Meanwhile, the economic fundamentals in China aren’t looking good. The Caixin China Manufacturing Purchasing Manager’s Index recently fell to levels which indicate economic contraction, and industrial output is at the weakest level since November of 2011. You don’t often see a market rally when an economy is sliding into recession, so at these valuations, you aren’t likely to find many bulls left in the Shanghai China shop.

The First Question to Ask Everyone

By Bob Veres

Suppose you truly want to connect with other people.  What’s your best strategy?

Most of us start off with questions like: what do you do for a living?  And: where did you grow up?  We ask for facts and then try to extrapolate a living person around the data that we gather.  But that doesn’t tell us who that other person is, and it represents polite conversation rather than a genuine attempt to connect.  Research shows that connecting with people is far more valuable than gathering data on them.  It’s also more interesting.

A better strategy, proposed by New Zealander Bernadette Logue, is to see everybody you encounter as a story, and to ask: What’s your story?  She points out that all stories are unique; your upbringing, challenges, your hard-learned lessons, experiences, achievements and gifts all communicate far more of relevance than your job description.

When you ask for someone’s story, you learn what they’ve learned, and you have an opportunity to connect on a deeper, more profound level.  A win-win.  Logue says that each person is like a new blockbuster movie, and the tickets are free.  she calls this “The question you should ask everybody you meet.”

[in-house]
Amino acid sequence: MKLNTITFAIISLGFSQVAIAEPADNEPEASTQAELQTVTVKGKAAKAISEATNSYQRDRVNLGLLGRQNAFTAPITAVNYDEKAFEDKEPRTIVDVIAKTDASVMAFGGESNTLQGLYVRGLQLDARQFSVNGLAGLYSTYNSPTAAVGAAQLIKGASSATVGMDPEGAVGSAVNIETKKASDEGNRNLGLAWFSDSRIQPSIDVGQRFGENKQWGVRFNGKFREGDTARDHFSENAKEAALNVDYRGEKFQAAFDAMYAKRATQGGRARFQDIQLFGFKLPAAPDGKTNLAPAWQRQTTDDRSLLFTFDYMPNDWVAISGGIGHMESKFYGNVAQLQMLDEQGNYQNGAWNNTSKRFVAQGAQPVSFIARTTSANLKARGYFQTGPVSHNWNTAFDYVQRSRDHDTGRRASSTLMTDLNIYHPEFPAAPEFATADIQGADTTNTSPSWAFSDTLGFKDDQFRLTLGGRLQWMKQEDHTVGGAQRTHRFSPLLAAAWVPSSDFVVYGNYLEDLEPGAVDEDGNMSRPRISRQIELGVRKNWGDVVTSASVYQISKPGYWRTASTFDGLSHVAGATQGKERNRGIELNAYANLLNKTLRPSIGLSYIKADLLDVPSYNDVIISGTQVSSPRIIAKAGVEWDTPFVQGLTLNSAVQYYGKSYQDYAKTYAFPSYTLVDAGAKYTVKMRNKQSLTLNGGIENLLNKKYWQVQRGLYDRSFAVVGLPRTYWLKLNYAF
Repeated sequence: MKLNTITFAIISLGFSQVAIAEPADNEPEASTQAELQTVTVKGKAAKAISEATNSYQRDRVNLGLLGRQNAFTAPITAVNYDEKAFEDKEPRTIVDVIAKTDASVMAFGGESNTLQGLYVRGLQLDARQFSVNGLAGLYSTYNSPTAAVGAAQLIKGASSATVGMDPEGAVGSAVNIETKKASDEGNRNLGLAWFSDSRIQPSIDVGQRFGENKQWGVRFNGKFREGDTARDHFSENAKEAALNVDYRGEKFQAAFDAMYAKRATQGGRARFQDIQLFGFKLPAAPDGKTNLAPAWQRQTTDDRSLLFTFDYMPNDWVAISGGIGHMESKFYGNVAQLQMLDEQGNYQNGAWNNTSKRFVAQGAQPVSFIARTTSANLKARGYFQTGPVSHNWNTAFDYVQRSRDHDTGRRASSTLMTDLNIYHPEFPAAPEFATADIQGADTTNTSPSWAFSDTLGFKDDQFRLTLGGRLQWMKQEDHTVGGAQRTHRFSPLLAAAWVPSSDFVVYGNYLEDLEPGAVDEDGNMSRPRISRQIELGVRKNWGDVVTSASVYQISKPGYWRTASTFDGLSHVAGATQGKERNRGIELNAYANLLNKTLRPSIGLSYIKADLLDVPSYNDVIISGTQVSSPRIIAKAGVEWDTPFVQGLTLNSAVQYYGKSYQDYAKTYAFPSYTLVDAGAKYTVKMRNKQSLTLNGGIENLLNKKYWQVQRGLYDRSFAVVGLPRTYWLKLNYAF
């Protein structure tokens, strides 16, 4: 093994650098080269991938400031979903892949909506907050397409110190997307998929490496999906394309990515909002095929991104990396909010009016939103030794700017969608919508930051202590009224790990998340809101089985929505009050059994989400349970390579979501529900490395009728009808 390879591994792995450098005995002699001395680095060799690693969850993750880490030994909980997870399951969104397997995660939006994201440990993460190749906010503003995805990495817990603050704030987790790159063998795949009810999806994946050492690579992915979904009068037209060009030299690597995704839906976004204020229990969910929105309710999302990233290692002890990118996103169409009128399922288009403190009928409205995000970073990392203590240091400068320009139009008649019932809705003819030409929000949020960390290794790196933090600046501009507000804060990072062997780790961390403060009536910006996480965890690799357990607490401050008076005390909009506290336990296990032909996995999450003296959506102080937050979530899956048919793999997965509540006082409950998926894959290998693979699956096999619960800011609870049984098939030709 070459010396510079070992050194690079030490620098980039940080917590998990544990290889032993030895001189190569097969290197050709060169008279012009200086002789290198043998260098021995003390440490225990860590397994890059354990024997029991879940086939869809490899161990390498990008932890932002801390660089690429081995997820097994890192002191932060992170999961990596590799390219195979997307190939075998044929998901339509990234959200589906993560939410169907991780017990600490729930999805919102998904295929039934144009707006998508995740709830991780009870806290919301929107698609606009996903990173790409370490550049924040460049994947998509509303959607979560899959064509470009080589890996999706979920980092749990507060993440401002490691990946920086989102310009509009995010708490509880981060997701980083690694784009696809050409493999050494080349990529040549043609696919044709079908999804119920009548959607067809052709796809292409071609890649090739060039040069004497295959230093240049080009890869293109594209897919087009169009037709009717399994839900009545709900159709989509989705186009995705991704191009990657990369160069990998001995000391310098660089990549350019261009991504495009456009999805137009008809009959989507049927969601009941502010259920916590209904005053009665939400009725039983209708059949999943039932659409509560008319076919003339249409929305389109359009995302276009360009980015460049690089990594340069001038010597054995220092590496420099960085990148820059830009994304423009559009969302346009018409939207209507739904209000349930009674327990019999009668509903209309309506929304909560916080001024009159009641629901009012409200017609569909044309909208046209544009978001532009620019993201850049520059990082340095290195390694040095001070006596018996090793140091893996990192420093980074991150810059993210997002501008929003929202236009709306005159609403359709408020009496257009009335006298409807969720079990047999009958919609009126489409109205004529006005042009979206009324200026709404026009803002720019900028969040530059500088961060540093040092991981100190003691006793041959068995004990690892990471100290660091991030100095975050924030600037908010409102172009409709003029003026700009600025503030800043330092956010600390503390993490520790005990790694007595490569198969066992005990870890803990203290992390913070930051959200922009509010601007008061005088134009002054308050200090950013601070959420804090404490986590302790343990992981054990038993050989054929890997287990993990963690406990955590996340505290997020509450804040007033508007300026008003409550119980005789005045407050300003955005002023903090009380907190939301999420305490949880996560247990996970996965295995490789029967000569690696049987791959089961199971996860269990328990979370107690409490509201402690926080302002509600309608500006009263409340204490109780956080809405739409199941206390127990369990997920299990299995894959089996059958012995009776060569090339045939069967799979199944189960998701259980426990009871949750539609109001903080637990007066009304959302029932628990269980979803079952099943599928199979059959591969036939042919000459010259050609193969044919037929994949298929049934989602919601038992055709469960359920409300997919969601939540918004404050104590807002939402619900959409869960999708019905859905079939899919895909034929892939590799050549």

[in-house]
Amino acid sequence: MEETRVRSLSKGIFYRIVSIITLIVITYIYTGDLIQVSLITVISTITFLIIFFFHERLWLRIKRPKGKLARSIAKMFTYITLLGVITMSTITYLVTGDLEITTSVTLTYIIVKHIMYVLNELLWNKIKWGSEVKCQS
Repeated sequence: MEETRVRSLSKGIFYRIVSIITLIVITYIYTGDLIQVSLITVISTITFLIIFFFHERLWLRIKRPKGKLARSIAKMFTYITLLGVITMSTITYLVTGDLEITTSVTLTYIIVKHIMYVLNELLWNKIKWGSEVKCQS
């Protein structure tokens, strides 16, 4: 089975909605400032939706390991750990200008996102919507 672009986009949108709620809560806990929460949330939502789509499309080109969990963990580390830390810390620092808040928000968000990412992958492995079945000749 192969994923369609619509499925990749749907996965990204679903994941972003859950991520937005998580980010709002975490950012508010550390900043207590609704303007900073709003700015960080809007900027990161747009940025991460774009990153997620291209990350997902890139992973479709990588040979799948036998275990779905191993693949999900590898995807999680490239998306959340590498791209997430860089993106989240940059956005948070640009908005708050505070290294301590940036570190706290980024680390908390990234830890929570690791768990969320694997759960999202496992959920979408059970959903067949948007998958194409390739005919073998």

The Value of Objective Planning

by Bob Veres

What is the value that people get when they work with an objective, client-focused financial planner?

Most planning firms are reluctant to toot their own horns—partly out of modesty, and partly out of a conviction that you probably have better things to do than read about how they help you with your financial life.  But every once in a while, it’s a good idea to stop and think about what you get for what you pay.

This list is organized in rough order of value, and if you feel you aren’t getting any of these benefits, please let us know immediately.

1) An independent financial planner helps protect you from financial predators.

It’s a touchy issue in the profession whether advisors who put their clients’ interests first should be “bashing the competition,” but in fact the Wall Street firms that pretend to offer financial planning guidance are seldom (if ever) looking out for the best interests of their customers.  When you work with a broker (also known, on the business card, as a “vice president of investments,”) you will be presented with separately-managed accounts that look like mutual funds except they share their fees with the brokerage firm, plus a lot of investments that have to pay people to recommend them—never a good sign for the end investor.

And since the investment markets are extremely complicated, it’s usually hard for a layperson to know when there are much better alternatives than the “opportunities” being presented.